PolySteel, Arxx & EcoBlock = Defunct
Last Post 23 Feb 2014 07:07 PM by BrucePolycrete. 30 Replies.
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LbearUser is Offline
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27 Jan 2014 05:53 PM
Looks like PolySteel could not survive in the ICF world and went bankrupt but supposedly has been bought out by another company which has combined PolySteel and Arxx (who also went under). EcoBlock is supposedly another company that filed for bankruptcy.

I bet the housing market shakeup of 2007/2008 and the slow recovery has finally caught up with some of these ICF companies. There were too many out there and they are being thinned out by the market.


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27 Jan 2014 10:29 PM
I have used eco-block on a couple of jobs. Other than assembly of the blocks I have no complaints. However, on the last two that I bid out, Eco-block was considerably higher than the block I used (Logix). A lack of local dealers has probably sealed their fate.
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28 Jan 2014 12:23 AM
No date on this but has to be quite recent.
http://mmvf.com/NEWS/Archives/tabid/87/articleType/ArticleView/articleId/162/default.aspx
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28 Jan 2014 02:10 AM
Posted By FBBP on 28 Jan 2014 12:23 AM
No date on this but has to be quite recent.
http://mmvf.com/NEWS/Archives/tabid/87/articleType/ArticleView/articleId/162/default.aspx
Recent? You mean like September 2008??

Next to last entry. http://mmvf.com/NEWS/Archives/tabid/87/articleType/ArchiveView/year/2008/Default.aspx

Looks like Arxx is being bought up by Fox Blocks.

http://www.plasticsnews.com/article/20140108/NEWS/140109937/airlite-plastics-poised-to-purchase-arxx

But then again maybe not. Both Arxx and Eco Block filed for Chapter 15 bankruptcy in Delaware District on Dec 27, 2013.

http://www.deb.uscourts.gov/recently-filed-chapter-1115s

Arxx is a Canadian company. Eco Block must be also, or at least other foreign owned. Chapter 15 is the provision for a foreign company bankrupted in its home country to deal with assets in the US.

Arxx bought Polysteel back in 2008.


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28 Jan 2014 04:20 AM
Fox now controls Reward or rather, bought them out. And a few others. I git this first hand at the WOC show last week.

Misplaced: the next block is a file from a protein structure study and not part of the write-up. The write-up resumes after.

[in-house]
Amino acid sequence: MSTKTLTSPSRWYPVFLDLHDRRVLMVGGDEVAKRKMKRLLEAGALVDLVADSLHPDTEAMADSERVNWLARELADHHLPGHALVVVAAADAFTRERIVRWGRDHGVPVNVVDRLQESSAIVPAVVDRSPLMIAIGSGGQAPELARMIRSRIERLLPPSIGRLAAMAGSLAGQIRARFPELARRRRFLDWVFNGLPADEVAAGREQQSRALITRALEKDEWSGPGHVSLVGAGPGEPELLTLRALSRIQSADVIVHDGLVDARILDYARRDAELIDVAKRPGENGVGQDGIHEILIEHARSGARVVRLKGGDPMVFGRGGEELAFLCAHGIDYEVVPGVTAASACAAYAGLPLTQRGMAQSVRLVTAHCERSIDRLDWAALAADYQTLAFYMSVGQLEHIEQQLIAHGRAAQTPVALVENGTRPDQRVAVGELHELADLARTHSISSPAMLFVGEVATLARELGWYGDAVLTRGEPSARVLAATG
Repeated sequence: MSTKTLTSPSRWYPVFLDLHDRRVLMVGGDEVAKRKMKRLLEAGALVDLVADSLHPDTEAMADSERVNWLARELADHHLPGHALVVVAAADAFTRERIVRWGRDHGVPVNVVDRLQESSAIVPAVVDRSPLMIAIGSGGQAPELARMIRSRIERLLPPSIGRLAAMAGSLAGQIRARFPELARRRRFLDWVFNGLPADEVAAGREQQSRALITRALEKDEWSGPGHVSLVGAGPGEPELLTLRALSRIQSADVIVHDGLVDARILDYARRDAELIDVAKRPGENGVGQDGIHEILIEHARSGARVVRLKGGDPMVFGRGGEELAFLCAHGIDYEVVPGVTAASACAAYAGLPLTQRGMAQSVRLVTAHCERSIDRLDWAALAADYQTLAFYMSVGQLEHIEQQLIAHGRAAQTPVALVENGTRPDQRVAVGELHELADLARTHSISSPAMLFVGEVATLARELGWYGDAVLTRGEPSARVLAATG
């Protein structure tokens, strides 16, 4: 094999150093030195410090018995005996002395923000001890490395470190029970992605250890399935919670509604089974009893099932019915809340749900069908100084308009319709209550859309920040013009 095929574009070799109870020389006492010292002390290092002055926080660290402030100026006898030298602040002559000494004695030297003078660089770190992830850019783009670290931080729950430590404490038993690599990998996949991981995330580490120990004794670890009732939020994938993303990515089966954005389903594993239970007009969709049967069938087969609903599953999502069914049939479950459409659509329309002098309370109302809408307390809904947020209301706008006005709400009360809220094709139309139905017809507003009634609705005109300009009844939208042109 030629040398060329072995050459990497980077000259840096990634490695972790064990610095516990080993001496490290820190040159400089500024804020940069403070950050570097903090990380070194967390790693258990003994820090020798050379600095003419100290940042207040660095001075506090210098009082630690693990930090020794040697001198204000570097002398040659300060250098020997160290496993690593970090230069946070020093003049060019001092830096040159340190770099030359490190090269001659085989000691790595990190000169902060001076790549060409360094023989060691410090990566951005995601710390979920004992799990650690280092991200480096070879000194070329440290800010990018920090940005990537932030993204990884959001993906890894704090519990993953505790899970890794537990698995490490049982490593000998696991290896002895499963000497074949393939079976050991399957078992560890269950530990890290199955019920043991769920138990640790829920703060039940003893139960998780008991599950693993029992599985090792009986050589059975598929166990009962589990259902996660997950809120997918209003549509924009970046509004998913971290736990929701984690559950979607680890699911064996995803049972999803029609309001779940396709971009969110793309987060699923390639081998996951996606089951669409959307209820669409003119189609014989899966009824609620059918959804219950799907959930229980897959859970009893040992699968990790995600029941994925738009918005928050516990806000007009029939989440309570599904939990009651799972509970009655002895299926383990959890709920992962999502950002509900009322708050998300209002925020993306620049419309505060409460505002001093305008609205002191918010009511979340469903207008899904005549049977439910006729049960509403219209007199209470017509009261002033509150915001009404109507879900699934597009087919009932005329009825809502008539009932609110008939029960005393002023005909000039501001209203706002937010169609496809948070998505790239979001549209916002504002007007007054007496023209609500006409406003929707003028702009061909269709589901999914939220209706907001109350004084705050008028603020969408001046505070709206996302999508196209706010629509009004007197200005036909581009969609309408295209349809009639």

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28 Jan 2014 10:59 AM
A few years back (maybe 4-5 yrs?) Arxx bought up Eco-block and PolySteel. Fox has recently purchased Reward, and Arxx (after they filed for bankruptcy). This would include PolySteel and Eco-block. Feel free to correct me on the details if I have any of this wrong.
dmaceldUser is Offline
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28 Jan 2014 11:36 AM
I missed seeing Arxx having bought up Eco Block. I didn't find anything that made it clear the Fox had yet bought Arxx, but they were being treated as the "stalking horse" in the receiver's efforts to sell Arxx. The US bankruptcy filing is probably a necessary step to clear the way for the sale.

A press release on the Eco Block site says Arxx bought them in Sep 2008.
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28 Jan 2014 11:46 AM
Posted By dmaceld on 28 Jan 2014 02:10 AM
Posted By FBBP on 28 Jan 2014 12:23 AM
No date on this but has to be quite recent.
http://mmvf.com/NEWS/Archives/tabid/87/articleType/ArticleView/articleId/162/default.aspx
Recent? You mean like September 2008??

Next to last entry. http://mmvf.com/NEWS/Archives/tabid/87/articleType/ArchiveView/year/2008/Default.aspx

Looks like Arxx is being bought up by Fox Blocks.

http://www.plasticsnews.com/article/20140108/NEWS/140109937/airlite-plastics-poised-to-purchase-arxx

But then again maybe not. Both Arxx and Eco Block filed for Chapter 15 bankruptcy in Delaware District on Dec 27, 2013.

http://www.deb.uscourts.gov/recently-filed-chapter-1115s

Arxx is a Canadian company. Eco Block must be also, or at least other foreign owned. Chapter 15 is the provision for a foreign company bankrupted in its home country to deal with assets in the US.

Arxx bought Polysteel back in 2008.




Thanks dmaceld